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Economic Interactions between U.S. Longline FisheriesProgress Reports: FY 2001, FY 2000, FY 1999, FY 1998 (see below)
The recent history of Hawaiian pelagic fisheries gives insights into the factors causing significant geographical migrations of longliners. Betweem 1988 and 1991, the number of longliners based in Hawaii increased from around 50 to over 140 while total longline trips increased from about 700 to 1700. Most of the new vessels came from either the Gulf of Mexico or the North Atlantic, though some also came from the West Coast. The collapse of the Atlantic swordfish stocks undoubtedly contributed greatly to the migration of vessels to Hawaii.
In response to the sizable influx of vessels into the Hawaii longline fishery the Western Pacific Regional Fishery Management Council imposed a "limited entry system" that placed a fixed cap on the number of longline vessels operating out of Hawaii. Numerous vessels have continued to migrate in and out of the Hawaii fishery, though more have left than entered. Of particular importance was the departure of over 20 vessels in 1994. This helped cause a decline in longline catch from approximately 26.5 million pounds in 1993 to 19.2 million pounds in 1994 (27% decrease). This decline was almost entirely due to a decrease in swordfish landings.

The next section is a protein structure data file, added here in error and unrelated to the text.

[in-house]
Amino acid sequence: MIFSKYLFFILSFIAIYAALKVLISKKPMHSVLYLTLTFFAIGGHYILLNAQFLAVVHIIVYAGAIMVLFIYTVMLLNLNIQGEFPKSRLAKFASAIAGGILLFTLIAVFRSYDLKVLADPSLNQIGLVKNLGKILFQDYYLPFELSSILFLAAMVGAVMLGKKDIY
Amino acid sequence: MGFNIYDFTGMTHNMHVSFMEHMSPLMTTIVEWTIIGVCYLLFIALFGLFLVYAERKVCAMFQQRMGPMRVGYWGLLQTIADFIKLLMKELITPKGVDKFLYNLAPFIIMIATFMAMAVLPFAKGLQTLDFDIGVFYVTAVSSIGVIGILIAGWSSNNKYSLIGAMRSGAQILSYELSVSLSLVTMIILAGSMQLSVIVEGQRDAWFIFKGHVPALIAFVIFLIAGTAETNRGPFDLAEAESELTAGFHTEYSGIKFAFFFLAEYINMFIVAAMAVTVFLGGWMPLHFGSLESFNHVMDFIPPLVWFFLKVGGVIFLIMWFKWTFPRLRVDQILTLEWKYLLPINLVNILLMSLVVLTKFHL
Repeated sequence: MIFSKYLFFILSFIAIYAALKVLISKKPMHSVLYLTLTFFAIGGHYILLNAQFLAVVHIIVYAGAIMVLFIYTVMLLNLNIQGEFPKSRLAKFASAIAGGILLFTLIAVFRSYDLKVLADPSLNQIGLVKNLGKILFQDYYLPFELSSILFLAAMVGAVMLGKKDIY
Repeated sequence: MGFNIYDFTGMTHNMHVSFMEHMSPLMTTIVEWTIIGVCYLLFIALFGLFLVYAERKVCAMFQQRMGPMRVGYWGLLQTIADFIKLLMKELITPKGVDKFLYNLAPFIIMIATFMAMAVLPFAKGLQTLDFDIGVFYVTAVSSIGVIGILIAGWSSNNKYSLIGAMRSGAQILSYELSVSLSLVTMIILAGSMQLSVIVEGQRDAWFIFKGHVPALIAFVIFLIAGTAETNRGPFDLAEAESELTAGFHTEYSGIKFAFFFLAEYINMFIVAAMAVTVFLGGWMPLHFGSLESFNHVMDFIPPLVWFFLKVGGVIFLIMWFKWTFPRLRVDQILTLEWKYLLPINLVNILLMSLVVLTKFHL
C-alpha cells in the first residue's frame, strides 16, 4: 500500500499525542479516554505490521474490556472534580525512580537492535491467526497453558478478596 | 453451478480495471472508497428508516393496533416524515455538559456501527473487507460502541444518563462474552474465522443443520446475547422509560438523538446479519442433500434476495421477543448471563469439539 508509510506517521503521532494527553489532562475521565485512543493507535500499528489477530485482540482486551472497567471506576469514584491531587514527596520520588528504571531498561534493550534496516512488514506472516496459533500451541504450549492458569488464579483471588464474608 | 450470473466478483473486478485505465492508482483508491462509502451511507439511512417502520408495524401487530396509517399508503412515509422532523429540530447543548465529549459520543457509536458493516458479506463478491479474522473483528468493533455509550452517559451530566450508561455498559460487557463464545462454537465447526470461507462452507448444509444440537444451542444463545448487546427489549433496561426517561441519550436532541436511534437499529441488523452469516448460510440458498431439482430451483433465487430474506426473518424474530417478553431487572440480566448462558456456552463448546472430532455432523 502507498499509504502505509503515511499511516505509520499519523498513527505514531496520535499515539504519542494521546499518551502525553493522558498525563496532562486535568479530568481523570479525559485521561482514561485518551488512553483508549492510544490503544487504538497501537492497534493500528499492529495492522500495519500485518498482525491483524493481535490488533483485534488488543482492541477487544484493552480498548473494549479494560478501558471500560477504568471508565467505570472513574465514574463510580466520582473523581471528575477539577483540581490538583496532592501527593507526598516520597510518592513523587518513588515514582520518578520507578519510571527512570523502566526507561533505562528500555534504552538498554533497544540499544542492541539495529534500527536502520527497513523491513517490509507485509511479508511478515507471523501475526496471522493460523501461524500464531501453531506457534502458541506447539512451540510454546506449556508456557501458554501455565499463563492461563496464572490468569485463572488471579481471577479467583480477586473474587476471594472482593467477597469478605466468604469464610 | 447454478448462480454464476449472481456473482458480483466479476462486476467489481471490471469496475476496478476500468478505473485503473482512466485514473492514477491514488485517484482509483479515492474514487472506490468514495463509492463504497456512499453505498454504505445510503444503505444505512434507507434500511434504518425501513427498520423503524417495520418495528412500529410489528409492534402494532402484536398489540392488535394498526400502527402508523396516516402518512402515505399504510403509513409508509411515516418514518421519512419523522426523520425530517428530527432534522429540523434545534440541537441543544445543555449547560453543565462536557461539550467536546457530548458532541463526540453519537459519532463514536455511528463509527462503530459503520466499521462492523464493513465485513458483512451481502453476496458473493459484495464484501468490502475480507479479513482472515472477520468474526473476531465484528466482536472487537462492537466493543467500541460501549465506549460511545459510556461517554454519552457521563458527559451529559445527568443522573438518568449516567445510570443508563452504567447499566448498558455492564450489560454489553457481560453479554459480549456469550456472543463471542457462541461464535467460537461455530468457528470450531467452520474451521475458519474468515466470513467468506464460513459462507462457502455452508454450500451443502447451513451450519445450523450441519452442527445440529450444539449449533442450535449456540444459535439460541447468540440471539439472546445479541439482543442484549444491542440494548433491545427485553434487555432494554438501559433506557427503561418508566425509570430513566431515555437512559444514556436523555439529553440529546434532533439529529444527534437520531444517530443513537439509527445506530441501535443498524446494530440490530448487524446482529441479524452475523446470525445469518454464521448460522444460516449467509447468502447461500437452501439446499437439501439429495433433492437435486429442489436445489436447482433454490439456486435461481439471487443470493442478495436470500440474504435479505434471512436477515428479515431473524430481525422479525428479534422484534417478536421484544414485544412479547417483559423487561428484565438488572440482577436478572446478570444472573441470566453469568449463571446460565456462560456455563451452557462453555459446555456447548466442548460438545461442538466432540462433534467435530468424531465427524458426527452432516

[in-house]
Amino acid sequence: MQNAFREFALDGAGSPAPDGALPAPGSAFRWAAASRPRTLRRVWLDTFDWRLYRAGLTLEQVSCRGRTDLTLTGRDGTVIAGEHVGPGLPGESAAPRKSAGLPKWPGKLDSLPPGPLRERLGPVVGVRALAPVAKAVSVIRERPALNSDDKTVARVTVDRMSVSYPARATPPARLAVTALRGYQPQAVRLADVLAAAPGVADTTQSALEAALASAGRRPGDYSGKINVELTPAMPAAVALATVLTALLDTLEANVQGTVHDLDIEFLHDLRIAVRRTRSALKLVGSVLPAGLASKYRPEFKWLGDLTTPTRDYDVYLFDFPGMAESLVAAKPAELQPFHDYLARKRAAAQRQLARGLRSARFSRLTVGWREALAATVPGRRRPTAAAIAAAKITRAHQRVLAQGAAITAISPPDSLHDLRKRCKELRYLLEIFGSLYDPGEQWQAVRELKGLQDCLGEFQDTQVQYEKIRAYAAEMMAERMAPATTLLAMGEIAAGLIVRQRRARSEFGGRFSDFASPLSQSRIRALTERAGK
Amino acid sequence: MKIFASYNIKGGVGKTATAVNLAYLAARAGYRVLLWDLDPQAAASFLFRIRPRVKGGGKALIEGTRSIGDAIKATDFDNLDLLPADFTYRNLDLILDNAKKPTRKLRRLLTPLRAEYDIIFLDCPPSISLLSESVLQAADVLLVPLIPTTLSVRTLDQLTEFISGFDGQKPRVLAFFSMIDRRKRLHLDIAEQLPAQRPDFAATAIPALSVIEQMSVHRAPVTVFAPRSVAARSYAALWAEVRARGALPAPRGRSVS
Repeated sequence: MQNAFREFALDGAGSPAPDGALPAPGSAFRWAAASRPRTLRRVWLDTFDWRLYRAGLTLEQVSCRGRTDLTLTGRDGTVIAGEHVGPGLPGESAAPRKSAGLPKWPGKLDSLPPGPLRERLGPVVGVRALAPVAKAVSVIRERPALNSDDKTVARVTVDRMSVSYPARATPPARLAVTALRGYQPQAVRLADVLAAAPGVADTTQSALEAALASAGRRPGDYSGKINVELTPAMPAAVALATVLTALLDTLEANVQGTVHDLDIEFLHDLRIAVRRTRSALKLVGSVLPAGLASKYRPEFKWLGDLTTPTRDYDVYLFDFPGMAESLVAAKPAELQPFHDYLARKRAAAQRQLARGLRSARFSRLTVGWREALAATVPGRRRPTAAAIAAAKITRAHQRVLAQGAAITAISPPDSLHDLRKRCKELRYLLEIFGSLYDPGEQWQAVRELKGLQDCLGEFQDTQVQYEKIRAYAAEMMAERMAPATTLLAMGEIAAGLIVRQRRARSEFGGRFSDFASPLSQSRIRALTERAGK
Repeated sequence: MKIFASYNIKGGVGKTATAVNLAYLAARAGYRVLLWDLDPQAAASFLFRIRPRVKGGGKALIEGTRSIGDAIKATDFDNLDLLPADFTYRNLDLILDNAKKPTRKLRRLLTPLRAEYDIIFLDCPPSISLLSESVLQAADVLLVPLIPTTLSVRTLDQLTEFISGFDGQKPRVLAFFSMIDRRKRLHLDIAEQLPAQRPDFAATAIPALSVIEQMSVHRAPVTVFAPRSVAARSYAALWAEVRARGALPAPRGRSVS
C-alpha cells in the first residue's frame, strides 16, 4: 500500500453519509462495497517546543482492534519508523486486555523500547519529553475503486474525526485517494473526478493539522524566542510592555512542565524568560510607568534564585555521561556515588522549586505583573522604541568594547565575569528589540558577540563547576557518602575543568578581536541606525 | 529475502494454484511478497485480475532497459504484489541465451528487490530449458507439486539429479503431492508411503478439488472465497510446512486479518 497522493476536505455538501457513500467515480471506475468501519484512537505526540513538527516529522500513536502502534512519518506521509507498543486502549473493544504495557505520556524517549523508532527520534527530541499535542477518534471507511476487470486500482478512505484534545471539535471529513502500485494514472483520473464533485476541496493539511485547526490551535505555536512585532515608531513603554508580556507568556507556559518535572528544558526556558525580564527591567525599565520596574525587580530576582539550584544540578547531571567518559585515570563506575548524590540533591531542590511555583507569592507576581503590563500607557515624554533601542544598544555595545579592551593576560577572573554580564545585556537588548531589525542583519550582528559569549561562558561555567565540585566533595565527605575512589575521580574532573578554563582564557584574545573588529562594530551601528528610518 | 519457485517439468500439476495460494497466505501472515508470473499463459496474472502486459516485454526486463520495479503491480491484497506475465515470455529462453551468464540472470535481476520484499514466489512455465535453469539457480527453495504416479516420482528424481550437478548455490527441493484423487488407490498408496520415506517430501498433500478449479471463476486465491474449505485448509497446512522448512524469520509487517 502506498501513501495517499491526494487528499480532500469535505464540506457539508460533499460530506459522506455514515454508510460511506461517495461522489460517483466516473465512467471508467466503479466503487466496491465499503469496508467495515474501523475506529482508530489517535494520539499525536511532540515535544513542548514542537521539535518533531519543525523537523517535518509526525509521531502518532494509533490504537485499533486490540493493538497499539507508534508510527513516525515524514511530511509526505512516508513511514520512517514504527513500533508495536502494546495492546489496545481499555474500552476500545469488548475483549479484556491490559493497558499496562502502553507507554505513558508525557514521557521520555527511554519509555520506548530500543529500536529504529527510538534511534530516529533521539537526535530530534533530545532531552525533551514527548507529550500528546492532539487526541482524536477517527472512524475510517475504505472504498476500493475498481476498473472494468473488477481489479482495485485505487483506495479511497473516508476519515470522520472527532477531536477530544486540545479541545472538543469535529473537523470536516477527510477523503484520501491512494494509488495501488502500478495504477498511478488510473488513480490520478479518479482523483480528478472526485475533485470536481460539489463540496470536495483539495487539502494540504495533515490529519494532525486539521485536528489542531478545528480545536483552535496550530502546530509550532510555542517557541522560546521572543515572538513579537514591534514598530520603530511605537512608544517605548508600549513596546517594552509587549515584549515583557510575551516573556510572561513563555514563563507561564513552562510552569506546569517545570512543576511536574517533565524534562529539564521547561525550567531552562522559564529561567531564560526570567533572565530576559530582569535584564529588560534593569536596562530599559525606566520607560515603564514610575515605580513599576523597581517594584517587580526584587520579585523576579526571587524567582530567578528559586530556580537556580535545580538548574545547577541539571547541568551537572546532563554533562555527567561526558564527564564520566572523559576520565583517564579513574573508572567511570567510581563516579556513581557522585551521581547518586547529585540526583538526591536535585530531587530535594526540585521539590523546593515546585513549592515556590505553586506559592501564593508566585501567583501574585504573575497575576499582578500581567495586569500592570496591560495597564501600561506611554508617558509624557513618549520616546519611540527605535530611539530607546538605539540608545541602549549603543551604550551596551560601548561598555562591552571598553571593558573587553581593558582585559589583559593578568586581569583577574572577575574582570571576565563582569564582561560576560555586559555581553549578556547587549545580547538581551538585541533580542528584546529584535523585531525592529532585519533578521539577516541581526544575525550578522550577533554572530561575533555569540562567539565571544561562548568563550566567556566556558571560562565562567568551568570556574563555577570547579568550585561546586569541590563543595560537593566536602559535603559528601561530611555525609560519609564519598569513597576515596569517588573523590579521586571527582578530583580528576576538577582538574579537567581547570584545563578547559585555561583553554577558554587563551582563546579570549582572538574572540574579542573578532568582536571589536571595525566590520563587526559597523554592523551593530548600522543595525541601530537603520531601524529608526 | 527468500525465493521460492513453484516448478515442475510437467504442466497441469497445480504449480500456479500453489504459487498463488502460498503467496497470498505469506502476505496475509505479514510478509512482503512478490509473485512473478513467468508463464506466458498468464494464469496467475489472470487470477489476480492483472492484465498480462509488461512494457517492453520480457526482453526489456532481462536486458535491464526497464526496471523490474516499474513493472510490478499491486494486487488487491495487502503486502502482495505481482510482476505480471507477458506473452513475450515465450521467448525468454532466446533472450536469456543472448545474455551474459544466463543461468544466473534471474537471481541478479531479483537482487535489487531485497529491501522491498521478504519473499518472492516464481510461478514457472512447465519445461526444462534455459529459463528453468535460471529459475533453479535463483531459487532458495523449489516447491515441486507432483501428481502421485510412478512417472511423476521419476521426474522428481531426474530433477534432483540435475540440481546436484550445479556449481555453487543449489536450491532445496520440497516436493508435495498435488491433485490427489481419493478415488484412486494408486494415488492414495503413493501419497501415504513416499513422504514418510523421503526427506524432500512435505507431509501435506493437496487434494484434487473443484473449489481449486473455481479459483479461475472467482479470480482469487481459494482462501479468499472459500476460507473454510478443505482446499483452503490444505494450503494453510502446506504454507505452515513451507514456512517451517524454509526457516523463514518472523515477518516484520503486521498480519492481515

Dramatic changes in fishery size (measured by the number of vessels) can indicate significant changes in the fishery, as well as create changes. The primary objective of this study is to determine what causes these changes in fleet size. Determining how fishermen decide where to go is the second objective of this study. As part of this three-year study information will be collected from fisheries with longline capabilities: the East Coast, Gulf of Mexico, West Coast (primarily southern California), South Pacific and Hawaii fisheries.
Project findings published as part of the SOEST-JIMAR
See SOEST-JIMAR Publications page for other PFRP reports
JIMAR/PFRP ANNUAL REPORT FOR FY 1998
PI: Michael Travis
Purpose of the Project